Goodbye, Colourful World

I usually identify as blind because it is easier than trying to explain what I can and can’t see, but the label isn’t entirely accurate. Technically, I do have a little vision, though not enough to recognize faces or read print of any size. LCA is slowly depleting the tiny amount of vision I was blessed with at birth, and I’m finally beginning to care.

As a child, one of my favourite activities was visiting the greenhouse on a warm June day, basking in the profusion of mellow blues, insistent reds and cheery yellows all around me. Many colours were beyond my visual scope even then, but as a child the brightest colours were still easy to see, and I relished them. I appreciated them most where I found them in nature: I discovered them in flowers, in crushed autumn leaves, and even in fruit bowls. I became confused when trying to see the soft green of an apple, but had no difficulty appreciating garish carrots and sunny lemons. While I didn’t exactly understand beauty, I did understand the vibrancy and immediacy of colour, and I remained fascinated for many years.

As my vision is slowly eaten away, however, my cones (colour-sensitive cells of the eye) are deteriorating. My peripheral vision is all I ever really had to begin with, and as that disappears, my ability to distinguish colours is fading with it. Where once I could easily separate bright yellow tank tops from pale pink ones from white ones, I now struggle. If I tilt my head just so, and squint my eyes just so, and say the magic incantation just so, I can sometimes tell. Other times, however, no amount of adjustments of lighting or head position will quite do the trick, and I’m left just a little unsure. My world is turning, ever so gradually, into one of shades. I no longer notice bright colours unless they’re called to my attention. I could be gazing straight at a bright red apple, but it looks black until I concentrate. Only then does the red hue show itself. Mostly, I’m okay with that. … Mostly.

Occasionally, I allow a little sadness to steal over me. It’s not just colour I’m losing, either. Just this evening, I was looking down at my parents’ black dog. He was sprawled on the carpet, enjoying a luxurious nap, and I realized I could no longer see the entire length of his body without moving my head. My field of vision is now so narrow that I cannot even see an entire hand’s breadth without difficulty. It’s a small thing really—being able to see the length of a dog’s body is not exactly a life-saving perk. Even so, after so many years of knowing things would change but not really dealing with that knowledge, I’m suddenly forced to face it head on.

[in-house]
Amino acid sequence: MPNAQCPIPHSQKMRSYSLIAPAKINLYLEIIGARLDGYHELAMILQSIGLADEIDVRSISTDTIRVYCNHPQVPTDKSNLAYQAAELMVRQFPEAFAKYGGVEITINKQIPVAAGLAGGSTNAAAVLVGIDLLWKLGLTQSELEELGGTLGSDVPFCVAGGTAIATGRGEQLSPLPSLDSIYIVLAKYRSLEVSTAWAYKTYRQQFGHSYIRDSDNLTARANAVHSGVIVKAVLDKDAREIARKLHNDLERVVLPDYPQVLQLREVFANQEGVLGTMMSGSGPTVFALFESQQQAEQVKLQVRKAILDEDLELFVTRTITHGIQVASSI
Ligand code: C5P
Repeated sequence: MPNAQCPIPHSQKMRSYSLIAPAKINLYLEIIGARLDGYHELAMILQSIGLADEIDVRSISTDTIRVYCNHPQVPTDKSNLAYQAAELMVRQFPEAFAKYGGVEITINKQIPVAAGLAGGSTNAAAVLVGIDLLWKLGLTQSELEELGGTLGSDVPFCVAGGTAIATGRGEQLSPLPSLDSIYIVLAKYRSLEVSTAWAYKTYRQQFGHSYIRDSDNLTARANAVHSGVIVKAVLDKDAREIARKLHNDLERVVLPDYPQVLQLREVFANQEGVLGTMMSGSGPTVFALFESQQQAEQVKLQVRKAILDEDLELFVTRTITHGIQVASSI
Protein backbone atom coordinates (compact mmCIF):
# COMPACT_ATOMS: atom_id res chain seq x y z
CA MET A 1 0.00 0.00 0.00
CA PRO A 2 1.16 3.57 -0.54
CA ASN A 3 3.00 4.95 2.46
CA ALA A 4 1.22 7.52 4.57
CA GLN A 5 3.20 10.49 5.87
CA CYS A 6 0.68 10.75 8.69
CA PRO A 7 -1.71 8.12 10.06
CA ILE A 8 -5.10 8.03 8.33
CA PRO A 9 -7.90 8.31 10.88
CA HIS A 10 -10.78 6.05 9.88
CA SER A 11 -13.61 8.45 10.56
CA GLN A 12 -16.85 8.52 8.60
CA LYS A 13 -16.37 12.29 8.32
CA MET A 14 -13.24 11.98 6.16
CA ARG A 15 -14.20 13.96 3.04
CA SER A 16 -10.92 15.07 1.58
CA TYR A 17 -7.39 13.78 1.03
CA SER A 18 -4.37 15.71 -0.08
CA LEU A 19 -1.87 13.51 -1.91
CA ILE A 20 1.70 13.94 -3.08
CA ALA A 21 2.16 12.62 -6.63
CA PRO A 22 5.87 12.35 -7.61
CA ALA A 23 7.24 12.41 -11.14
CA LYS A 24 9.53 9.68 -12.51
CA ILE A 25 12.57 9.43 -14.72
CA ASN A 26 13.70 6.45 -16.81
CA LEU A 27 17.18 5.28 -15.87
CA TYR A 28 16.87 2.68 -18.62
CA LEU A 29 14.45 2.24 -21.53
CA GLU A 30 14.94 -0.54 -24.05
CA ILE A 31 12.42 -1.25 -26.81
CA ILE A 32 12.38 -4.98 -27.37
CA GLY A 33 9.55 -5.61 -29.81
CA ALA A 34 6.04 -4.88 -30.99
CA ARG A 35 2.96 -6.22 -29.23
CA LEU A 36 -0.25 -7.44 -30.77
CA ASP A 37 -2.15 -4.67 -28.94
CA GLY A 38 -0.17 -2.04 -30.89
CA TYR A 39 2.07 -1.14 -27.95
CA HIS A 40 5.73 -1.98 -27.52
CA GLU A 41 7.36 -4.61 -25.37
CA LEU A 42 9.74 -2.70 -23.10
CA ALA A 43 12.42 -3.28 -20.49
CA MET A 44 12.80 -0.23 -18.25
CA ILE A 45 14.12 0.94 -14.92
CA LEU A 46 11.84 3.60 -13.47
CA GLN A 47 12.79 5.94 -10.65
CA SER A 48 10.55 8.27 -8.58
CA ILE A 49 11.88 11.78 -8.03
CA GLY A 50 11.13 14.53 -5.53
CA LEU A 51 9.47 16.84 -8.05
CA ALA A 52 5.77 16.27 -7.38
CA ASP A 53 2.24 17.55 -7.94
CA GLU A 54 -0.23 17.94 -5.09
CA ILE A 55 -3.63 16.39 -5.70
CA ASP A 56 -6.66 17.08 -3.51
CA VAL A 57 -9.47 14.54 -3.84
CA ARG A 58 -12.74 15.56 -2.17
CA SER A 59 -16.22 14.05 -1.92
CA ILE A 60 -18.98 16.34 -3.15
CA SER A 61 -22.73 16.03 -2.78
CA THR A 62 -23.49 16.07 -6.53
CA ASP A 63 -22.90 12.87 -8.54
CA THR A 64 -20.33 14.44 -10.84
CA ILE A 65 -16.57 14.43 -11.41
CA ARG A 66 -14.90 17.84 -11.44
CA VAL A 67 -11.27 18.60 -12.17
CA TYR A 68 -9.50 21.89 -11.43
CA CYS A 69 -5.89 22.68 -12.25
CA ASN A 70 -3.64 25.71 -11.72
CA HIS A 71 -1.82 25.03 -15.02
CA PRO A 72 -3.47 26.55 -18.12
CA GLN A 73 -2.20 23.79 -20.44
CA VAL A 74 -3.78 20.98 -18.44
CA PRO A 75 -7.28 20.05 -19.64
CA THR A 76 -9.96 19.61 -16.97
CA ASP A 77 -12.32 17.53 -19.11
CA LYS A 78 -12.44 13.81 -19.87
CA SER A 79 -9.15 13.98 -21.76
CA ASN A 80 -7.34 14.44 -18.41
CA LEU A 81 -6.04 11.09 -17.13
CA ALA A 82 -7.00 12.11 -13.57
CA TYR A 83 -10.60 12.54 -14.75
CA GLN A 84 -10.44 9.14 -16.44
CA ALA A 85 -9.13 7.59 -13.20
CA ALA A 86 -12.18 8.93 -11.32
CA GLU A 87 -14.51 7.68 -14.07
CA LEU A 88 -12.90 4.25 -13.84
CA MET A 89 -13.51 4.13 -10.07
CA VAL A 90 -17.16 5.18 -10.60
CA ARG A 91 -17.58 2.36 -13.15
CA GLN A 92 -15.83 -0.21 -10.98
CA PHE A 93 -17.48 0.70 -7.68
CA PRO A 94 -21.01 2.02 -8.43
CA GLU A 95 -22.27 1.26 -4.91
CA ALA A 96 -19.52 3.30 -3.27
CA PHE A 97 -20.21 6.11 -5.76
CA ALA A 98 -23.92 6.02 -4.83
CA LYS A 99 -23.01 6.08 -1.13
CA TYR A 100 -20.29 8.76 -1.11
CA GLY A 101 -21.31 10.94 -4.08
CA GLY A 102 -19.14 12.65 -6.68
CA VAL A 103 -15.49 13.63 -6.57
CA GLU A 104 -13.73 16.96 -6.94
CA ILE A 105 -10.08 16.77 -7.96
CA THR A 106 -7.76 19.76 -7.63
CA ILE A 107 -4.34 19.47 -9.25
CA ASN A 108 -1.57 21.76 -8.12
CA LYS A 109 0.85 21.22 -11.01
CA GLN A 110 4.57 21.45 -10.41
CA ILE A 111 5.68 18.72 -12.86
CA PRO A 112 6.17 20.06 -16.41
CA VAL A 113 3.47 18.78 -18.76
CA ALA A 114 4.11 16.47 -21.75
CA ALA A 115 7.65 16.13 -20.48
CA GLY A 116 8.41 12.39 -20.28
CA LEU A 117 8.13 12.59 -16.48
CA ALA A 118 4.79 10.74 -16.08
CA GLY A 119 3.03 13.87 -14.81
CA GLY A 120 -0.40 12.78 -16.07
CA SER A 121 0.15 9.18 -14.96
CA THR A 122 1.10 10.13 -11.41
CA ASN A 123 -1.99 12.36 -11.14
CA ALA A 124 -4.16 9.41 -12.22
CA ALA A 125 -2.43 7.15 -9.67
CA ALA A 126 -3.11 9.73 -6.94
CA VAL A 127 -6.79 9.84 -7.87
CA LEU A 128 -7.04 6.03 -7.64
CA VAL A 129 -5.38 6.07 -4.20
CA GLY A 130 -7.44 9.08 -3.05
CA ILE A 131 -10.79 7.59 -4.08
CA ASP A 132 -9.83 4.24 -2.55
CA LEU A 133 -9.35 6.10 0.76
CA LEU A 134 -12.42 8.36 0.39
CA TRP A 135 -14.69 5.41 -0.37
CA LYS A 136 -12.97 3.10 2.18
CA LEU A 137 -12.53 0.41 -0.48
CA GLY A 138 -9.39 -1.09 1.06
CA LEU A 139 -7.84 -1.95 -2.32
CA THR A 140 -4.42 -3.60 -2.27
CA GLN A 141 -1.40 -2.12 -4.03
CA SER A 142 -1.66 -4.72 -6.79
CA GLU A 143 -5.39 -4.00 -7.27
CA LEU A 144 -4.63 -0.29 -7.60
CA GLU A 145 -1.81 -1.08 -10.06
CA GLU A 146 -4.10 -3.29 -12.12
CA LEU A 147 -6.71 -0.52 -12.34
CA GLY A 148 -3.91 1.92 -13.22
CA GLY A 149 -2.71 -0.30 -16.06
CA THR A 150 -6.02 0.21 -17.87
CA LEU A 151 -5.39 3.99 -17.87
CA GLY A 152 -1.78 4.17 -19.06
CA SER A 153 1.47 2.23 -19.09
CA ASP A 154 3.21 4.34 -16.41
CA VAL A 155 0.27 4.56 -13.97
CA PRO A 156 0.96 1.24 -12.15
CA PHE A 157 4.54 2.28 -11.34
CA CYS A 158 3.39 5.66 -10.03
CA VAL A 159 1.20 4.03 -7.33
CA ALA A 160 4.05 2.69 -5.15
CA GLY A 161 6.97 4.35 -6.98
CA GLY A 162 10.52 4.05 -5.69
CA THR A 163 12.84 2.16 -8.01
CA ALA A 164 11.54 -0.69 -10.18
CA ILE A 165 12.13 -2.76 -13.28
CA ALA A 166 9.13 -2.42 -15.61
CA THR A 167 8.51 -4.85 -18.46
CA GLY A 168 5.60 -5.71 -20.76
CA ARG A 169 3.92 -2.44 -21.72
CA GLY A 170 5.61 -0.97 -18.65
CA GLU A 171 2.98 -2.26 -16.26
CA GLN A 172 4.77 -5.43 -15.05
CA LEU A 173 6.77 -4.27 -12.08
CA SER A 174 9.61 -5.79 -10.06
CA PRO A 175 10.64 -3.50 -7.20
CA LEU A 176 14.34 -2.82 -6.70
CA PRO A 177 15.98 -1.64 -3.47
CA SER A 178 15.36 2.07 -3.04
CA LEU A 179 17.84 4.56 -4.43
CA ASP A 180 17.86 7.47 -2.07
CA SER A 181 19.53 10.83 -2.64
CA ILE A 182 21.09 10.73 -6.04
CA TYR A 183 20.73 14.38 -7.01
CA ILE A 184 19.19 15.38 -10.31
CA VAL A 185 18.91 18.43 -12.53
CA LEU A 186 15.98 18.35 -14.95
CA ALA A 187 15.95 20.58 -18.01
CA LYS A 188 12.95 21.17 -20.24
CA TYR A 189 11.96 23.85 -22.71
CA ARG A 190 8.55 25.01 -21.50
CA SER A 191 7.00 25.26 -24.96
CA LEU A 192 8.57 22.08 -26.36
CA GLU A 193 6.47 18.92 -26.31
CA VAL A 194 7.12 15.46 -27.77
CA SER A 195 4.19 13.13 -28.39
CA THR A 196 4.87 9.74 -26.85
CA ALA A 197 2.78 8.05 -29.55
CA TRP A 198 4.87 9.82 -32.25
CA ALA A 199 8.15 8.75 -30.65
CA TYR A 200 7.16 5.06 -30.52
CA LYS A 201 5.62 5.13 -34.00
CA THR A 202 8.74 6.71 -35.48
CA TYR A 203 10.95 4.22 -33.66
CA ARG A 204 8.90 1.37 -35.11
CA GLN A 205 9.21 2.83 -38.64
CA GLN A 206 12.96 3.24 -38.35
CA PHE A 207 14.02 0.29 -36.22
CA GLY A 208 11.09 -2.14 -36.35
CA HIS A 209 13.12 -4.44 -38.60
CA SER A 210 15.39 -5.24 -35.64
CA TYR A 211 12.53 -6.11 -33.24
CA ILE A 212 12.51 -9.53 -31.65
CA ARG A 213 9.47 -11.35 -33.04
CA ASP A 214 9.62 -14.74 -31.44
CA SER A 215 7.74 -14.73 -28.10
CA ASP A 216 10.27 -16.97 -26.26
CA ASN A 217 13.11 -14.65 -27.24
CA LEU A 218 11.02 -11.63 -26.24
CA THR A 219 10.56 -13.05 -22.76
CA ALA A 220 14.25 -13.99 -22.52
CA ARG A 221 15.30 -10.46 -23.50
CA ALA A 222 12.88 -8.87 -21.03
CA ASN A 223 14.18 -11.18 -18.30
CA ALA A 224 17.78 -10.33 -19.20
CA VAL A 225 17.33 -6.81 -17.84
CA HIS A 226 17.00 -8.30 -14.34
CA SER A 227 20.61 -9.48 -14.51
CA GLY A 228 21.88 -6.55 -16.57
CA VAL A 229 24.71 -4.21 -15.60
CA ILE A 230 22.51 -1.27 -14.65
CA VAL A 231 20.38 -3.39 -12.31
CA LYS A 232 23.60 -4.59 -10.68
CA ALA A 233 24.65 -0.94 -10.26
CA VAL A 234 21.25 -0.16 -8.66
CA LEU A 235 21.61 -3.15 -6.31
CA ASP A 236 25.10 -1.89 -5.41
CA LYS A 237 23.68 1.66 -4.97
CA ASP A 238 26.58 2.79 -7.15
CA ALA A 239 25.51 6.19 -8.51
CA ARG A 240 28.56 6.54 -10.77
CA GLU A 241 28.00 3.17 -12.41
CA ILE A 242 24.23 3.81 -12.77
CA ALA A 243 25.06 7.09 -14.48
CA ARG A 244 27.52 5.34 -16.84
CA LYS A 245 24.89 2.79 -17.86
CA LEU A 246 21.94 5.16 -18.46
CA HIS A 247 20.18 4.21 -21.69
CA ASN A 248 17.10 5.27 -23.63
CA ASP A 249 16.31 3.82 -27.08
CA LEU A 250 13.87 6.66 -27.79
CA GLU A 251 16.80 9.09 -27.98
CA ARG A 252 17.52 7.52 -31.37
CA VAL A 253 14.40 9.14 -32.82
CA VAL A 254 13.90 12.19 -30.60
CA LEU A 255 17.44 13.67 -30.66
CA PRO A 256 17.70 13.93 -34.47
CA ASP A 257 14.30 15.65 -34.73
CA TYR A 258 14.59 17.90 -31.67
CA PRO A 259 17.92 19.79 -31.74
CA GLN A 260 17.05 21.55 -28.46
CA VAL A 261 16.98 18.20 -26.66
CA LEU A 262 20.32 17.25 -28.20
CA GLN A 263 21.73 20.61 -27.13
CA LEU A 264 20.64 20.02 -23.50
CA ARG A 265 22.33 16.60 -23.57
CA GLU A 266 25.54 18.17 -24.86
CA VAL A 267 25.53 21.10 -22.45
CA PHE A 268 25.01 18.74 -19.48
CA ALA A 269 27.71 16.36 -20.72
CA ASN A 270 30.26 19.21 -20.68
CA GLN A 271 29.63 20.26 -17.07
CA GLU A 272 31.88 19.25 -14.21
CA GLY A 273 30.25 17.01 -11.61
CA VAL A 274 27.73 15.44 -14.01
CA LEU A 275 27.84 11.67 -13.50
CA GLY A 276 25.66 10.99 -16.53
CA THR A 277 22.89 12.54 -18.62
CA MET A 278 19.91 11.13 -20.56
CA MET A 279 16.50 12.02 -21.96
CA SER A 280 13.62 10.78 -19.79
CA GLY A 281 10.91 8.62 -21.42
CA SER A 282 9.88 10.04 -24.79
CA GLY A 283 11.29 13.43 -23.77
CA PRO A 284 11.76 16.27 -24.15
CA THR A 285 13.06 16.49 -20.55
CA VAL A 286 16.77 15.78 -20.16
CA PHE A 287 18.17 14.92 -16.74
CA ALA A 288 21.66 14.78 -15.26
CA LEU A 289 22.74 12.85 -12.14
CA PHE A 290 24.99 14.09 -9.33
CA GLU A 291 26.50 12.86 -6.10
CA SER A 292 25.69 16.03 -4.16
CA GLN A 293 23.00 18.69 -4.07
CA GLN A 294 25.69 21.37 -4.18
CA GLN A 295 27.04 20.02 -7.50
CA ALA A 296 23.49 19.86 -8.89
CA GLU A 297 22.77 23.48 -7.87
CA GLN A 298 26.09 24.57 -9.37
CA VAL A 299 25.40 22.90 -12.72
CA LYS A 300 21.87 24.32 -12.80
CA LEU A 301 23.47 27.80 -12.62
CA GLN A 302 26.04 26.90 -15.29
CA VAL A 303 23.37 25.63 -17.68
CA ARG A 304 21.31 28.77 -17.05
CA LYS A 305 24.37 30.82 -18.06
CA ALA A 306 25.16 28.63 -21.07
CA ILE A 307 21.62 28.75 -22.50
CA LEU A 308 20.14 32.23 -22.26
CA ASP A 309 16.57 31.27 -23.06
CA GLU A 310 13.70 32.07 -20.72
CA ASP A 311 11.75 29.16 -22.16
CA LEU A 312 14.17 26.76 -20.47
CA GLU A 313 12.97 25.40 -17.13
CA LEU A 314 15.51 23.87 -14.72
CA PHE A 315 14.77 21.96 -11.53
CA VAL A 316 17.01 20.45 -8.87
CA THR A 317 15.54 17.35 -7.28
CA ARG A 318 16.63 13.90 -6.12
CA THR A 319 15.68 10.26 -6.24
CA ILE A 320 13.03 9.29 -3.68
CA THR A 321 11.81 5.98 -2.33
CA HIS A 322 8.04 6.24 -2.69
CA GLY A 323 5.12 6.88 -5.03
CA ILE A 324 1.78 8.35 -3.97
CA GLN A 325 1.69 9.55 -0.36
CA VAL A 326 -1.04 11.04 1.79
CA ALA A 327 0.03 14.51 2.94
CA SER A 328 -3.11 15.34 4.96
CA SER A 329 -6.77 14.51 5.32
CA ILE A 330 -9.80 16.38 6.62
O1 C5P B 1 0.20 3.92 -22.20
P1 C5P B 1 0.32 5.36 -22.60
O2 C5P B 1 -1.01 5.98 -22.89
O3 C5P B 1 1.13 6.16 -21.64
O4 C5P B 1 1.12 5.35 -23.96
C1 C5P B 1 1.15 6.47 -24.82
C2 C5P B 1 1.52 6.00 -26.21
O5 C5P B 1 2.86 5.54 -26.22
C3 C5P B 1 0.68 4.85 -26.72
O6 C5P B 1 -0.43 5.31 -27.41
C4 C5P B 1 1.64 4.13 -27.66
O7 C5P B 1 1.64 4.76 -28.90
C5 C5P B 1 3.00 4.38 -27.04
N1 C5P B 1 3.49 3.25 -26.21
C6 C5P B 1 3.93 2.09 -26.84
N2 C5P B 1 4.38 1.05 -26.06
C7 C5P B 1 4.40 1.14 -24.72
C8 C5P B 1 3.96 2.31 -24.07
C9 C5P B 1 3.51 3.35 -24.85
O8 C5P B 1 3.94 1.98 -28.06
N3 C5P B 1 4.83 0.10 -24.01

On the bright side, the loss is proceeding at a snail’s pace. It takes several years for me to detect a significant decline, so I feel quite peaceful about the whole process. My brain is learning to accept the loss little by little, and I’m learning right along with it. Since my vision was never of much practical use anyway, I’m not nearly as distressed as one might expect me to be. Certainly I’m not fantasizing about a cure or composing laments every other day.

But sometimes…I miss the flowers. I miss the ability to sort laundry without any effort at all. I miss the gentle gold of the sunrise and the fiery orange of the sunset over the trees. I don’t know if I’d call these things beautiful, exactly—it’s not beauty I was seeing—but I would call them, well, intriguing. Bit by bit, my world is becoming less vibrant.

Sure, I still have sound, and scent, and touch, and taste, and all the rest of it. No, I’m not awash in grief over the whole thing. I’ve always known it would turn out this way, and I’m thankful that I was ever able to see those flowers and those apples and those sunsets—or my version of “seeing” them, I suppose. It’s important to remember that I really had very little beyond colour to appreciate visually. Even at birth, I had but a tiny fraction of what sighted people have. But, yes, I will miss the colours.

It’s lonely, sometimes. I have a lot of totally blind friends, and they simply can’t empathize. Paradoxically, my sighted friends are even less able to do so, because they find the idea so horrifying. How could I possibly feel mild nostalgia rather than all-consuming heartbreak? I feel as though I’m not quite a real member of the blind-person club, all because I know what red looks like. I do belong, functionally speaking: I can’t read street signs or take photographs or even recognize my mother’s face. Despite the fact that my life ticks most of the “blind” boxes, I feel just a little isolated, as I sit on my living room couch and look down sadly at that dog.

It will be all right, of course. In general, I shall carry on as cheerfully as always. In general, I will not feel the need for sight or the longing for a cure. In general, I’ll continue to be a typical blind person. Every now and again, though, I’ll take a moment to bid a quick farewell to the colourful world.

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The Woman Who Chose To Go Blind (And Why We Shouldn’t Hate Her)

Jewel Shuping’s story went viral when it was revealed that she convinced a psychologist to pour drain cleaner in her eyes and blind her. Naturally, people freaked out.

Wow. Jewel Shupingis a idiot

— #FlyEaglesFly(@One_Liner_Tyler) October 2, 2015

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Quite understandably, many people thought it was a hoax, but Jewel herself told her story, in an attempt to help others with what is called Body Identity Integrity Disorder. The disorder is similar to gender dysphoria in that the patient feels his/her body is not as it should be. In this case, Jewel, and others like her, genuinely feel that a part of their bodies—often a limb but in this case an organ—does not belong and they will feel incomplete until they get rid of it. For many, this results in amputations, but in Jewel’s case, she just needed to damage her eyes enough to feel blind. Jewel has never been happier.

This is unthinkable to just about everyone—indeed, the disorder is very rare—and this story has inspired shock and outrage from sighted and blind alike. Sighted people cannot imagine going blind anyway (as I’ve previously discussed, it is one of their worst fears) and even blind people think she’s a bit nuts. After all, most of us would not necessarily choose this life, even though we may not welcome a cure. Entertaining the idea of deliberately disabling myself makes me shudder, and my first reaction to this story was anger. Being blind is hard enough without sighted people actively choosing the “lifestyle”. Further, what will sighted people think of us? The blind community suffers from ambassadorship syndrome, even if we try to combat that instinct, and I wondered what implications Jewel’s actions might mean for the rest of us? It’s very difficult to give people the right idea about what blindness is like, and viral anomalies like this one further distort the picture.